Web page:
India’s economic woes cast a shadow of gloom over the art market last year, says Uma Nair
Over a decade ago, a national daily had given a headline to an article, “India’s art market blooming.” Cut to the beginning of 2020, the boom hasn’t lasted as the market has been deflating following the economic crises in the country.
Saffronart, Sotheby’s and Astaguru sales whimper
The three sales organised by Sotheby’s, Saffronart and AstaGuru produced unexpectedly poor results in 2019 as they failed to meet targets. Sotheby’s and Astaguru both had to deal with front cover works that bombed. It had nothing to do with the quality of the works because these were by India’s Progressives. While the Gaitonde at Sotheby’s was not such a classy affair, the Tyeb at Astaguru was a top of the line Rickshaw Puller that failed to meet the aspired price.
Bidding on the top lot, at Sotheby’s was a 60”x40” in abstract oil on canvas by VS Gaitonde, which stopped at a mere Rs 14 crore, well below the estimate of around Rs 21 crore. This, however, did not seem surprising because it paled in comparison to the successful Rs 26.9 crore sale, including buyer’s premium of a Gaitonde in the Saffronart Delhi auction in September.
Saffronart, too, the current market leader in South Asian modern and contemporary art, had its woes in their auction that closed on December 10, last year, with four of the top six lots failing to meet their reserve prices.
Leading the sale were two oil on canvas paintings by SH Raza, created a decade ago and depicting the evolution of the artist’s oeuvre. Paysage (1960) was sold for Rs 3.23 crore, exceeding its upper estimate. Auctioned for the very first time, the work is a fine example of the beginning of Raza’s unrestrained style that recalled both his French surroundings and Indian roots. Another painting by the artist, titled La Terre 3 (1970) sold for Rs 2.02 crore.
Saffronart’s auction total was Rs 12.66 crore with 72 per cent of the lot sold. In the art mart, clearly, traditional ways of buying and selling have fragmented considerably with options ranging from Instagram to boutique, high-end art advisers and direct artist links. While there are a lot of choices — art fairs, online auctions, exhibitions — buyers are getting pickier. The gap between good and great works keeps growing and collectors must ask if they would get the same or higher price for the works that they had bought earlier.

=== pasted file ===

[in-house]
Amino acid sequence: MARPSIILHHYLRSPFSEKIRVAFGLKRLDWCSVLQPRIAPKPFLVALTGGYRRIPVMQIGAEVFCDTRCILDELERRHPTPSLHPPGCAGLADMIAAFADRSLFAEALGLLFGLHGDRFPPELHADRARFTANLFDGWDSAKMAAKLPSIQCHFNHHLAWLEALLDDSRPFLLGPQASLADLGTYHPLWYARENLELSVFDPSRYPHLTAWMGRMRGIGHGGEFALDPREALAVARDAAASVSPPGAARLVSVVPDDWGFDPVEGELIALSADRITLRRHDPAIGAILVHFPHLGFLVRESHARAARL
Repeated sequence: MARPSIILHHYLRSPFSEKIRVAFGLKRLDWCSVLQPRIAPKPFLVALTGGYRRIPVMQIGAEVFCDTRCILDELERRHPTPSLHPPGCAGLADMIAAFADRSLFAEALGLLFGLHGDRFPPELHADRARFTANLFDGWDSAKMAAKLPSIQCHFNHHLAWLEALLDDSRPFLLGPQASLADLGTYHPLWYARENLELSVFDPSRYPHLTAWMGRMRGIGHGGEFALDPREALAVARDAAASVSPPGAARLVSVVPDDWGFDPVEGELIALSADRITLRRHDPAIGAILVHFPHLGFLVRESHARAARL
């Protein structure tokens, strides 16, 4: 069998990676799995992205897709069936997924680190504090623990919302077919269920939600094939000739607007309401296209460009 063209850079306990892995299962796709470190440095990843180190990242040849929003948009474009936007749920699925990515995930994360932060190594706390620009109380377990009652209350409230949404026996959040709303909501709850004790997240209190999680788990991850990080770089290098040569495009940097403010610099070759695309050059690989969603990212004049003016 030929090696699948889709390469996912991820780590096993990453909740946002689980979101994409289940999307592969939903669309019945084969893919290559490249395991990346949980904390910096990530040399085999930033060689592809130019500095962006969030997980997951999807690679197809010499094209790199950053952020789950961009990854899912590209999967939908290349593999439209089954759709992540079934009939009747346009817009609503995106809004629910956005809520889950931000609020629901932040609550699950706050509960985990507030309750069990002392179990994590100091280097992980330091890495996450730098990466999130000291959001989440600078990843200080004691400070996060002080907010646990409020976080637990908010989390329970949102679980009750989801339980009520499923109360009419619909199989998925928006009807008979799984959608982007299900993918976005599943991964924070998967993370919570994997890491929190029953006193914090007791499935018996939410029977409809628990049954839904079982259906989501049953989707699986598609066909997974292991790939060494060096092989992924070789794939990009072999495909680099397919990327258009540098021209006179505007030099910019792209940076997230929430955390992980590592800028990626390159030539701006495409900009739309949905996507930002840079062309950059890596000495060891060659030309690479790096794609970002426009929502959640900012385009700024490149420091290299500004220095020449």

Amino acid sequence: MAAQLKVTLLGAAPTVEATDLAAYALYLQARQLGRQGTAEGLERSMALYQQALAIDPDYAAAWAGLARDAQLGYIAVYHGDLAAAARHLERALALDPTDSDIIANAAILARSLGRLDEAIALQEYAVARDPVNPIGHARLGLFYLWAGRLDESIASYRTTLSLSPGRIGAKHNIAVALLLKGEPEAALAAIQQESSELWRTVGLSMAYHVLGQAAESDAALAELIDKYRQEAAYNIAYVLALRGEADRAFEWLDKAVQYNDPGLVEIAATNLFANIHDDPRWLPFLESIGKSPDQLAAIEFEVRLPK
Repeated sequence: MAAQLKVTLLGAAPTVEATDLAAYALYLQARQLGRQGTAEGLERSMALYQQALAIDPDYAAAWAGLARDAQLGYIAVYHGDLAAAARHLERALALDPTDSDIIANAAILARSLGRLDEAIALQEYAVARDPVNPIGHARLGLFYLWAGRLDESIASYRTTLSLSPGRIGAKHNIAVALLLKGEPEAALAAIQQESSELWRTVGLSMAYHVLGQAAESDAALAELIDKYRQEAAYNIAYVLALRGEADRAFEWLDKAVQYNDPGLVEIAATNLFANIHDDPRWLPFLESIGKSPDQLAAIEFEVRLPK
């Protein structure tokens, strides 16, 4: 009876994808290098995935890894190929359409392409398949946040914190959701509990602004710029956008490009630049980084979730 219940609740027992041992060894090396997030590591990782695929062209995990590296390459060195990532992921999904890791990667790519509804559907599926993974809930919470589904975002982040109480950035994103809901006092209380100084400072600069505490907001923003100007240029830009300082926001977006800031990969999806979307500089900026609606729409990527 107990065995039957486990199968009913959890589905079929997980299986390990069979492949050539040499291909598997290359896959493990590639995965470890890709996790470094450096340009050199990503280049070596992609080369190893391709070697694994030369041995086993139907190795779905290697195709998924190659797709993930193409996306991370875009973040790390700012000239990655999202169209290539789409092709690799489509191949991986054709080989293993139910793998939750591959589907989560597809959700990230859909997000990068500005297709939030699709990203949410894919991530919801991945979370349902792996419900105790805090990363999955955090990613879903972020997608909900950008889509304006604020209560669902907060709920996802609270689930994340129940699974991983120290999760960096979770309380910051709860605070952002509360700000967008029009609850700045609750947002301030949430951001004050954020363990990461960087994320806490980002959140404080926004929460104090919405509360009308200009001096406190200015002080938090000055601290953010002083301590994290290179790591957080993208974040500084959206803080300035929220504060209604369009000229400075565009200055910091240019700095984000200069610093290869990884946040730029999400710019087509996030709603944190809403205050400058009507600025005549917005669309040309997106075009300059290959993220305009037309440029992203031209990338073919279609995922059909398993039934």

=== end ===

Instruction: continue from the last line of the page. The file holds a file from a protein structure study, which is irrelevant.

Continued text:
Christie’s: A lasting engagement
January 2020 opens on a promising note as Christie’s who have announced a single-owner auction, A Lasting Engagement: The Jane and Kito de Boer Collection, offering more than 150 works of Indian art from the prestigious collection of Jane and Kito de Boer. This is the largest and most important single-owner sale of South Asian modern and contemporary art that Christie’s has had in the last few years. A live auction, to be held on March 18, will be accompanied by an online sale, offering additional works from the collection between March 13-20.
A strong selection of highlights will be on view at Christie’s India representative office during Mumbai Gallery Weekend from January 9 to 12, and then will be exhibited at a preview at the Oberoi Hotel in New Delhi on January 31 and February 1, coinciding with the India Art Fair.
Speaking about their collection, Jane and Kito de Boer noted, “We purchased our first paintings on impulse. These were an emotional response, reflecting our excitement at the vibrancy and energy of India’s culture. Since then, collecting India’s art has become an obsession. It has come to shape our lives. Today our collection has over 1,000 works of Indian art. Far too many to display. The moment you run out of wall space and yet continue to acquire is the time to admit that obsession has turned to addiction.”
The collection, which started as a way for the duo to understand and engage with India, where they were based in the 1990s, represents one of the largest holdings of modern Indian art today in any private collection, comprising paintings, works on paper, photography and sculpture made in the country over the past 120 years. It has the strong representation of works from the Bengal School.
The first work in this impressive collection, Ganesh Pyne’s painting, Lady before the Pillar, was acquired 25 years ago, in 1993, when the de Boers relocated to New Delhi. It took the de Boers a couple of days to purchase the work as they were not familiar with Indian art or with collecting at the time. This moment — getting started — was the first of four collecting stages they identify in retrospect. The second — getting hooked — happened when they bought Rameshwar Broota’s large triptych Traces of a Man shortly after its execution in 1998. Until this moment, the duo had justifications and rational arguments for each purchase but not in this case, where they felt they had no choice but to buy the work. The next two stages go in tandem — getting confused and finding peace — in the effort to stay true to a collecting method, and not to please or to be influenced. In these final stages, the only reason to buy a work of art for someone is the personal connection to the work itself.
Unsurprisingly, the highlights of the auction include a suite of rare works by Ganesh Pyne dating from the 1950s to the 1990s and a range of works by Broota including the seminal 1982 painting, The Last Chapter. Additional highlights include early paintings by Akbar Padamsee and Maqbool Fida Husain, alongside a strong selection of works from the Bengal School and artists like Francis Newton Souza, A Ramachandran, Bikash Bhattacharjee and K Laxma Goud. Contemporary works in the auction include important early paintings by Anju Dodiya and Atul Dodiya as well as works by Anish Kapoor, Chittrovanu Mazumdar and Hema Upadhyay.